However, they are also used in laundry and in household cleaning. So much more pleasing than laundry musks, room sprays, cheap reids & candles. They smell of Iberian homes & holidays.

    I own a large splash bottle of 4711 & 4711 cool stick which has been a lifesaver in the recent heat & humidity. August 26, 2022 at 12:19pm Reply

    • Victoria: These Spanish colognes are classics! I also like them very much. August 29, 2022 at 10:58am Reply

  • Maggiecat: I was fortunate enough to spend a day in Cologne this past June. Our river cruise stopped there on a Sunday, so many things were closed, but I was able to pick up a bottle of Farina’s cologne and a bottle of a 4711 Remix centered on lemon, and I’m still loving and wearing them both. I hope to be able to return and explore (and shop) further. Thank you for this wonderful piece! August 26, 2022 at 2:36pm Reply

    • Victoria: I noticed that 4711 now comes in lots of variations, but some of these I haven’t seen outside of Cologne. August 29, 2022 at 10:59am Reply

      • Cornelia Blimber: I saw 4711 with lavender,

        Kruidvat, Ferdinand Bolstraat in Amsterdam. August 29, 2022 at 11:53am Reply

  • katherine x: Victoria you are such a great storyteller of facts of history. You make it so interesting. Thank you! August 26, 2022 at 10:46pm Reply

    • Victoria: Thank you very much for reading. August 29, 2022 at 10:59am Reply

  • Clara: When I was in Cologne I joined the ‘historical tour’ that the Duftmuseum offered and the tour guide dressed up as Johann Maria himself, wig and all. While the entire experience was clearly aimed at tourists I still thought they made a genuine effort in showing their legacy.

    As for the fragrance itself I find it crowd-pleasing yet still very unique. Although it wasn’t the same formula as it was 300 years ago this updated scent still felt timeless and graceful. As a person in my 20s I felt it is more versatile for my needs than the classical cologne iterations. Some musks dry down on my skin metallic and unpleasant, but the ones used in the Farina cologne doesn’t, they become quite cosy. August 26, 2022 at 11:38pm Reply

    • Victoria: Yes, I agree with you, it does feel cozy as it dries down. The whole perfume museum tour was touristic for sure, but the information was interesting. August 29, 2022 at 11:00am Reply

  • OnWingsofSaffron: Hello Victoria, thanks for the post on Cologne, or Köln, as it is in German. It was founded in 50 AD by the Romans as Colonia Agrippina, and is still jokingly referred to as the northernmost Italian city! Cologne was once a most important city but was, unfortunately, reduced to complete rubbles during WWII. Ever since, despite being the fourth largest city in Germany, it has lost in importance and also in interest. It‘s largely an unsightly city rebuilt unceremoniously in the 1950.
    Still, a city with an enormous university, Köln is known for its laisser-faire and open-minded lifestyle. For example, next to Berlin, it’s the LGBTIQ* hub in Germany.
    So, do visit but don‘t expect to see all too much of its 2000 years of history. Yet, if you search , you‘ll still find remnants here and there. So: Willkommen in Köln! August 27, 2022 at 2:09am Reply

    • Victoria: I loved the museums in Cologne. You have such a variety. Also, the different areas of the city were interesting, the hasty 1950s rebuilding aside. Brussels suffered from it, and it had no WWII destruction to blame. August 29, 2022 at 11:02am Reply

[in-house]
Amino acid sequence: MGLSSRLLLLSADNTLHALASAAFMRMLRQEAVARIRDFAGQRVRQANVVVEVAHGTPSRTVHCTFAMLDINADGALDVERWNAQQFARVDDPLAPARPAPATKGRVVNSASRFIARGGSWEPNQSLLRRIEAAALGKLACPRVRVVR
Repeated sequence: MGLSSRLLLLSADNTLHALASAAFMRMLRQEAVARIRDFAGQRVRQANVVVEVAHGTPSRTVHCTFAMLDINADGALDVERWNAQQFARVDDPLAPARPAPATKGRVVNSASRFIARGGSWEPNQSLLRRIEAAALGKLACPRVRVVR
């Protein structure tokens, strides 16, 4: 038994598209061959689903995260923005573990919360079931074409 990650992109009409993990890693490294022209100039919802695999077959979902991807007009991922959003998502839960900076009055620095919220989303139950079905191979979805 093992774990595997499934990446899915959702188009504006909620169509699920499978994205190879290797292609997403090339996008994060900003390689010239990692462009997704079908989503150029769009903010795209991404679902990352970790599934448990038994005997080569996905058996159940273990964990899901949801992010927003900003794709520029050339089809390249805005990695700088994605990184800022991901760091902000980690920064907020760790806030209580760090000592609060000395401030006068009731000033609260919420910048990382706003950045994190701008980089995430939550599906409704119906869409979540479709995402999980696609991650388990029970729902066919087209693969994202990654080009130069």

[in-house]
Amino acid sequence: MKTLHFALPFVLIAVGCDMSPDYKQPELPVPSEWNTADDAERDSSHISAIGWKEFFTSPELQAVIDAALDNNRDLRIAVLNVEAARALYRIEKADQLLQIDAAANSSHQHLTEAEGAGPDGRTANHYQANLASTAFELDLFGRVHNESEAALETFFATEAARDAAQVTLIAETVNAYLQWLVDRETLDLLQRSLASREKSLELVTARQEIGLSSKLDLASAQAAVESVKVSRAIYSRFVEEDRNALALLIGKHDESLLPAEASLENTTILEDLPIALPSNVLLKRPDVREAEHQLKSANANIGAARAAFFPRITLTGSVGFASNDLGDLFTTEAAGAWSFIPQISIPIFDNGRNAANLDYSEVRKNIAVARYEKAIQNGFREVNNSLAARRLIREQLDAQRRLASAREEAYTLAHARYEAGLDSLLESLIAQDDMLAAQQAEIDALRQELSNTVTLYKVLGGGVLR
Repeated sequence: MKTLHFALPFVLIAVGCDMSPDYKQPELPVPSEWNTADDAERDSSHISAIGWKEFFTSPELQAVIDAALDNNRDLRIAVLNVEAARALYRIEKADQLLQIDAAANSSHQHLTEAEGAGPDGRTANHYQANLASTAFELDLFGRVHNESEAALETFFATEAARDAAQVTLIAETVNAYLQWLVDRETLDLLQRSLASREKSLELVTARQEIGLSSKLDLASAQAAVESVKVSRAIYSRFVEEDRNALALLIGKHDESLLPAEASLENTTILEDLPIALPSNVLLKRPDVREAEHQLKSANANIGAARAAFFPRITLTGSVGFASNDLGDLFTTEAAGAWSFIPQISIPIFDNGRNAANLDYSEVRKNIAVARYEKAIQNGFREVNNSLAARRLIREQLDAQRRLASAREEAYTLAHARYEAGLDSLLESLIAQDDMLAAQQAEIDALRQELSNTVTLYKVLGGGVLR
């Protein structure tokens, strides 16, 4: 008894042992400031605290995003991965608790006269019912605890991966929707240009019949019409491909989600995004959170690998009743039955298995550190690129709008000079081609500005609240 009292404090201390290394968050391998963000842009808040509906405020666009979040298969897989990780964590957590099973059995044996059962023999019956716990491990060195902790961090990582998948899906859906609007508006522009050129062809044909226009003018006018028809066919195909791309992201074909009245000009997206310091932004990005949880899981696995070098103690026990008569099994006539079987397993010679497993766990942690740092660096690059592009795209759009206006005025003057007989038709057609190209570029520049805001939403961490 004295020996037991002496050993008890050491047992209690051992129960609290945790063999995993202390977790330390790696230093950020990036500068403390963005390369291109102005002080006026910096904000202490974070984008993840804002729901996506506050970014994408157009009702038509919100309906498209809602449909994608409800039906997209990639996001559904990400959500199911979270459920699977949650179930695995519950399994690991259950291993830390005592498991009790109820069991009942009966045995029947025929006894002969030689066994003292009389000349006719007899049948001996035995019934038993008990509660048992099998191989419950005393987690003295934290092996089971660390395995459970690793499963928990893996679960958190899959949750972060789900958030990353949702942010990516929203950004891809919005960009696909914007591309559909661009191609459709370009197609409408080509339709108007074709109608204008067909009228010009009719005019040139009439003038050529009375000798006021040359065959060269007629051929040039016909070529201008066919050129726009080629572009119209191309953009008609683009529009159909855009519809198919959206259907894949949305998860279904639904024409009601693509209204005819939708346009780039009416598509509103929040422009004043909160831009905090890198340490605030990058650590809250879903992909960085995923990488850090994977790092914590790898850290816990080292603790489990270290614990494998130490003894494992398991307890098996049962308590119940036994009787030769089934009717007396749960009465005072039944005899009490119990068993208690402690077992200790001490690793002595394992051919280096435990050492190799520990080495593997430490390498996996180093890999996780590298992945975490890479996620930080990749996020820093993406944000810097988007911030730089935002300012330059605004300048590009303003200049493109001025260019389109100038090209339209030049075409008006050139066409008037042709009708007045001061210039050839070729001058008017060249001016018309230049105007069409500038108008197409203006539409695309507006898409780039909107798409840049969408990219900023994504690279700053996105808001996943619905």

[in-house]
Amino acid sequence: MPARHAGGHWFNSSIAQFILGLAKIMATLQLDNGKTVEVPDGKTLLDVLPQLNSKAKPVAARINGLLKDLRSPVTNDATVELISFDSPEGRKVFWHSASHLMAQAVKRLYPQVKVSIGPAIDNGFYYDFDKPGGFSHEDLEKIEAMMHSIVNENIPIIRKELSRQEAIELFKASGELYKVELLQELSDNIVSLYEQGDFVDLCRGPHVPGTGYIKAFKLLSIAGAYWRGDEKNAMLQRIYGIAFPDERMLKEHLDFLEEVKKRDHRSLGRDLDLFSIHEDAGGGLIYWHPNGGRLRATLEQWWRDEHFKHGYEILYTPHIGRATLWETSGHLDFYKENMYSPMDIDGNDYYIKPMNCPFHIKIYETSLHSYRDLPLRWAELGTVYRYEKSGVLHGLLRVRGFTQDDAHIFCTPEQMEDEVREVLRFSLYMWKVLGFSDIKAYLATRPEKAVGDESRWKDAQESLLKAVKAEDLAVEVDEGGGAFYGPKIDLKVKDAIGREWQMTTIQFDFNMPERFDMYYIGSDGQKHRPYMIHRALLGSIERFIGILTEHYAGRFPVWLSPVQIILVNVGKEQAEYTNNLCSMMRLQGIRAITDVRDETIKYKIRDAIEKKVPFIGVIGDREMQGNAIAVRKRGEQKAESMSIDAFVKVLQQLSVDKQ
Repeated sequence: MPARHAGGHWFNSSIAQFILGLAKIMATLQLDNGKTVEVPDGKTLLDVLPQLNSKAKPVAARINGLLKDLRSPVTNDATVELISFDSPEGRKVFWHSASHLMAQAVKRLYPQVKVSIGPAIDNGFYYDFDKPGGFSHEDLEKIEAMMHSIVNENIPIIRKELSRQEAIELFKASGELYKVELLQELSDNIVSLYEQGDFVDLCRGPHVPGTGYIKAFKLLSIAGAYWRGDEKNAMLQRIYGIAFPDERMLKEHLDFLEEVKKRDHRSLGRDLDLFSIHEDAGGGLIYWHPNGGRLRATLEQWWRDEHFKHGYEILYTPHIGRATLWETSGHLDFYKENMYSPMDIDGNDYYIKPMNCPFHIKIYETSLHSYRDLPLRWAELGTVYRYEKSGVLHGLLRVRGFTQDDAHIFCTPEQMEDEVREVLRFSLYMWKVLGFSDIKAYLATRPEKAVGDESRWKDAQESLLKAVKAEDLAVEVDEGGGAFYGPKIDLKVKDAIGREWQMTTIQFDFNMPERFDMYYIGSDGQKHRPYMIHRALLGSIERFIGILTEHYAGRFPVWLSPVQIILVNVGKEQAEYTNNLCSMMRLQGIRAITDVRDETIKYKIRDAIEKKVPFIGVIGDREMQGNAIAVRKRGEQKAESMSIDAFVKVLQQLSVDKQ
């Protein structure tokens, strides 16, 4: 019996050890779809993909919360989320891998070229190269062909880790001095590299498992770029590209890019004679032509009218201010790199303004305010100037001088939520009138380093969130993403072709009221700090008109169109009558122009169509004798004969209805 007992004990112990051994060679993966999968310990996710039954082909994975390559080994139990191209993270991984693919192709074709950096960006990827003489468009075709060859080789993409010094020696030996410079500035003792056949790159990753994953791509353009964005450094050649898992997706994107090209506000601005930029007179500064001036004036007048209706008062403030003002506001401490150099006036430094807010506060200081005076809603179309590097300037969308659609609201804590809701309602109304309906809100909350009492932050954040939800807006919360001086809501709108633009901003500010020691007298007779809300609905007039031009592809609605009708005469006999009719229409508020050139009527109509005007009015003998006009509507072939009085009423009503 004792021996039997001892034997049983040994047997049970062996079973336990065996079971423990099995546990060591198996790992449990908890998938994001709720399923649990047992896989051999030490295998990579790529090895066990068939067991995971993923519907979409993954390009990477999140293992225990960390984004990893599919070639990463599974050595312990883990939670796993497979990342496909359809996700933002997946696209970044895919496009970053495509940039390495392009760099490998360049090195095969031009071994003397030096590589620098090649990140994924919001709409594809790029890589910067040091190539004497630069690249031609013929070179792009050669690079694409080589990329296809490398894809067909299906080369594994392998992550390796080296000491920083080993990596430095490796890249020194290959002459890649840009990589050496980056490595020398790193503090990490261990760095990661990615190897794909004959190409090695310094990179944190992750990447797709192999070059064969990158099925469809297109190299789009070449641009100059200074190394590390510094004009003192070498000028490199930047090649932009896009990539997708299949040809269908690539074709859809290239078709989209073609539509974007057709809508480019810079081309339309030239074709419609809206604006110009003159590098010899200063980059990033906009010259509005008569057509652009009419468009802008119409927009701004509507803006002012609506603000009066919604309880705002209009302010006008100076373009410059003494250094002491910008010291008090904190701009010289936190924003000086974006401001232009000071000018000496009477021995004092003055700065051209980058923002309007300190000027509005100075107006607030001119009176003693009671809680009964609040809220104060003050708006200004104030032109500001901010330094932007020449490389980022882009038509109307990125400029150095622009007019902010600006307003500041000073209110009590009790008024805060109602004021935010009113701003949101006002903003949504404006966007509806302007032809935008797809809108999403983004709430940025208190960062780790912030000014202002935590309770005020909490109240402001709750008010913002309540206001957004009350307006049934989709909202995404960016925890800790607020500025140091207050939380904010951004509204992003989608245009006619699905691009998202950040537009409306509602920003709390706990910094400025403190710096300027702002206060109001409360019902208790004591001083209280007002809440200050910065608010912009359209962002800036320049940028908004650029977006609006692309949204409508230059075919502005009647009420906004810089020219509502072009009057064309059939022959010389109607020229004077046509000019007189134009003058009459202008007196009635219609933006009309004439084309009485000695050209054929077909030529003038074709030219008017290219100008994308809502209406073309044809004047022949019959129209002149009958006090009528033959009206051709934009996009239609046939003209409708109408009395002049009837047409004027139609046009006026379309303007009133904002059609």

• Filomena: Several years ago I was in Belgium and remember finding a shop that only sold 4711. However, there were lots of variations of the Cologne, and I purchased a small bottle for a friend who had taken an interest in 4711. August 27, 2022 at 9:00am Reply

    • Victoria: I remember seeing these stores around. The ones in Cologne were quite large. August 29, 2022 at 11:02am Reply

  • Cornelia Blimber: Interesting post and beautiful pictures of the Dom.
    Now I am hearing in my inner ear all the time Schumann’s Dichterliebe….

    Im Rhein, im heiligen Strome
    Da spiegelt sich in den Welln
    Mit seinem grossen Dome
    Das grosse, heilge Kó’ln.

    I saw the towers of the Dom often, when travveling in the night by train to Vienna.
    Wonderful associations reading your post! August 27, 2022 at 3:44pm Reply

    • Victoria: Thank you for this!

      Glad that I could bring back nice memories. August 29, 2022 at 11:03am Reply

  • Aurora: So glad you enjoyed your trip to Cologne. Thank you for the historical background of Farina cologne, I have a bottle of 4711 in my bathroom, I also enjoyed the colognes to be found in France at the drugstore. August 28, 2022 at 5:58am Reply

    • Victoria: These pharmacy colognes are little gems. I like how you can find completely obscure brands that are sold nowhere else. August 29, 2022 at 11:04am Reply

  • Michele Brown: Dear Victoria, I really love your stories and had no idea that there was a perfume house in Bavaria. But I have a question, that has me stumped. Why are there no modern Chypres fragrances that have the Oak moss and Patchouli base notes. I know that there have been some laws passed in European Union to outlaw Oak moss. Have they not come up with a synthetic form. My most loved accord is Chypres. Maybe I just haven’t heard of any modern ones. I hope you can help me understand what is going on. 🌻🦋 September 2, 2022 at 1:14am Reply

    • Victoria: Unfortunately, there is no synthetic replacement for oakmoss, which is why this family of fragrances is hard to replicate as it used to be. Modern chypres are usually heavy on patchouli, without having the oakmoss provide its wonderful inky richness. September 2, 2022 at 6:06am Reply

  • My1stGradeTeacher: Fascinating research story:) And thanks for the info on the oakmoss ! And did you notice the drought in the Rhine at all. September 5, 2022 at 10:23am Reply

  • Vogue Perfumes: Even though the current formulation of Farina’s Eau de Cologne differs from the original blend, it is still made. Although it still has a strong sea component, which gives it a salty aftershave character, it is still fresh and vibrant. The base is heavily laced with white musks, and the citrus’s fizz is subdued. It’s a nice cologne, but when it comes to a traditional bitter-dry citrus scent, I prefer 4711 or Roger & Gallet Eau de Cologne. Nevertheless, it has a rich history, and traveling to Cologne to learn more about it was interesting. September 6, 2022 at 6:55am Reply